Vane-Wright believes the eastern monarch migration to Mexico also began around the same time.  His theory is that the agricultural practices of early settlers, which cleared trees, created a population explosion of the milkweed that is the host plant of monarchs.  More milkweeds resulted in more monarchs and monarchs began to migrate in response to population pressure, he believes.  He calls this the “Columbus Hypothesis.”  (2)

Biological facts explain why monarchs choose these species of trees

Aside from the historical record, the biology of monarchs and the physical characteristics of the trees in which they over-winter explain why these species of trees are required by the over-wintering monarch.  During the late fall and winter, monarchs enter a dormant phase called diapause.  They continue to need nectar and moisture during that period, but they are not very active, so these resources must be close by.  Although they migrate to the coast from Mendocino to Mexico, they are most abundant around the mid-point of that range, where temperatures and rainfall are moderate.  Most of the approximately 250 roosting sites are within 2.4 kilometers of the ocean, so wind protection is important for them while they are roosting.  All of these factors predict the ideal conditions provided by eucalyptus trees:

  • Monarchs need tall trees (of at least 60 feet) because they roost in the intermediate level of the canopy where wind protection is greatest (3)
  • The forest must be dense enough to provide wind protection,
  • The tree canopy must be open so that the roosting monarchs receive filtered sunlight to keep their bodies warm enough.
  • The monarchs need enough moisture for hydration, but not so much that they are soaked and lose their body heat.  So, dew and/or fog provide the ideal amount of moisture.   (1 & 4)

All of these requirements for the monarch’s winter roost point to their dependence on eucalyptus, pines and cypress.  The trees that are native to the narrow strip of the coast of California do not meet these criteria.  They are not tall enough and they do not grow that close to the ocean because they do not tolerate wind.  The native vegetation of that narrow strip of California coast is predominately dune scrub and coastal grassland prairie.  And these are the vegetation types that the ecological “restorations” in the Bay Area are trying to re-create.  These vegetation types will not be suitable habitat for over-wintering monarchs.  Furthermore, plans to drastically thin eucalyptus forests on hundreds of acres of the East Bay Regional Park District will render those habitats useless for over-wintering monarchs.

In addition to the physical properties of eucalyptus, the monarch benefits from the fact that it is flowering from about December to May, while the monarch is roosting in the tree.  The flowers of eucalyptus contain a copious amount of nectar which is also important to the honeybee because it is flowering at a time when there are few other sources of nectar.  One study reported observing monarchs feeding on the flowers of Eucalyptus globulus. (5)

Risky Business

We have mixed feelings about reporting this research about monarchs to our readers because there is some risk to the monarchs in doing so.  The evidence suggests that monarchs did not over-winter in California prior to 1864, after the magical date that nativists have selected to freeze-frame California’s landscape to their nativist ideal.  Here in the San Francisco Bay Area, this magical date is 1769, when the expedition of Portola laid eyes on the San Francisco Bay.  Will nativists declare the monarch an alien invader to be eradicated along with the hundreds of plants and animals they claim “don’t belong here?”  This may seem a far-fetched conjecture, but keep in mind that the European honeybee is being eradicated in some “restorations” because it is not native.  The honeybee is essential to the survival of American agriculture, yet its existence is threatened by the radical agenda of the native plant movement.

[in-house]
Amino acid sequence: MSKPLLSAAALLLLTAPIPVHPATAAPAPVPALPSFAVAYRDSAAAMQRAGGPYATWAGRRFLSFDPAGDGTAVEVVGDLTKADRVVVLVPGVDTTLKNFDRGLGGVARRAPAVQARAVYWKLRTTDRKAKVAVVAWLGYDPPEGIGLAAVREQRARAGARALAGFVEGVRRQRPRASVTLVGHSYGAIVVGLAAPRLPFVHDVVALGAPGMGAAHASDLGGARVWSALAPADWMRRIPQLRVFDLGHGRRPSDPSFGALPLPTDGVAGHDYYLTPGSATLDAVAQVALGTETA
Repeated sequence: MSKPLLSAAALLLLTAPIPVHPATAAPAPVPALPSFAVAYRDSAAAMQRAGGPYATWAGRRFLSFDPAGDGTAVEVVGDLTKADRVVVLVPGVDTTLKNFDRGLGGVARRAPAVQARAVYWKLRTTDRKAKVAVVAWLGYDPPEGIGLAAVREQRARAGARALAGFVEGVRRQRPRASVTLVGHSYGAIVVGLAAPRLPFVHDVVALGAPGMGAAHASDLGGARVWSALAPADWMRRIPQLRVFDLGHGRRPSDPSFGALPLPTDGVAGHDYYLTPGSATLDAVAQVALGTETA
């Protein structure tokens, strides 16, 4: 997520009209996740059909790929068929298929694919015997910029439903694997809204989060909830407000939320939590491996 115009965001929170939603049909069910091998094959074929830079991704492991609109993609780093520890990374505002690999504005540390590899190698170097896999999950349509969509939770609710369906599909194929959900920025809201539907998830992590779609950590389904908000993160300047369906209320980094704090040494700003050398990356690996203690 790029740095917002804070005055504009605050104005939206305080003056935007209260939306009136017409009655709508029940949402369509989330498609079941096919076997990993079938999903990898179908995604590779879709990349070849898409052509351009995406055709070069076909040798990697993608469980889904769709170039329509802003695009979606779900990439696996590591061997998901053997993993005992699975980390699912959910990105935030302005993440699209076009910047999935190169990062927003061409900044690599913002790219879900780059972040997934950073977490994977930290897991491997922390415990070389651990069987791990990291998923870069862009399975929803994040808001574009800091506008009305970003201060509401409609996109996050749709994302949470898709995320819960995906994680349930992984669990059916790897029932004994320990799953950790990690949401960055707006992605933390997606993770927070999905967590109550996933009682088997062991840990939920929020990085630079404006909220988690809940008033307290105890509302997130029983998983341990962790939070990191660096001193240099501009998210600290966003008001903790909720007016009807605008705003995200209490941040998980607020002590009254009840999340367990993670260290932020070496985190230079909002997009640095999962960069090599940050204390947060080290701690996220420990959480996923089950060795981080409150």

That’s the risk we take in reporting this evidence because we hope that it helps our readers to understand the absurdity of the nativist agenda.

Update:  Monarchs have returned to Natural Arches State Beach in Santa Cruz in big numbers.  Here is a link to a report that includes a lovely video of the roosting Monarchs.  


(1)    Dennis Frey and Andrew Schaffner, “Spatial and Temporal Pattern of Monarch Overwintering Abundance in Western North America,” in The Monarch Butterfly Biology and Conservation, Cornell University Press, 2004.

(2)    Richard Vane-Wright, “The Columbus Hypothesis:  An Explanation for the Dramatic 19th Century Range Expansion of the Monarch Butterfly,” in Biology and Conservation of the Monarch Butterfly, Natural History Museum of Los Angeles County, 1993.

(3)    Andres Kleiman and Miguel Franco, “Don’t See the Forest for the Butterflies:  The Need for Understanding Forest Dynamics at Monarch Overwintering Sites,” in The Monarch Butterfly Biology and Conservation, Cornell University Press, 2004.

(4)    Kingston Leong, et. al., “Analysis of the Pattern of Distribution and Abundance of Monarch Overwintering Sites along the California Coastline.” in The Monarch Butterfly Biology and Conservation, Cornell University Press, 2004.

(5)    Susan Chaplin and Patrick Wells, “Energy reserves and metabolic expenditures of monarch butterflies overwintering in southern California,” Ecological Entomology, 7:249-256, 1982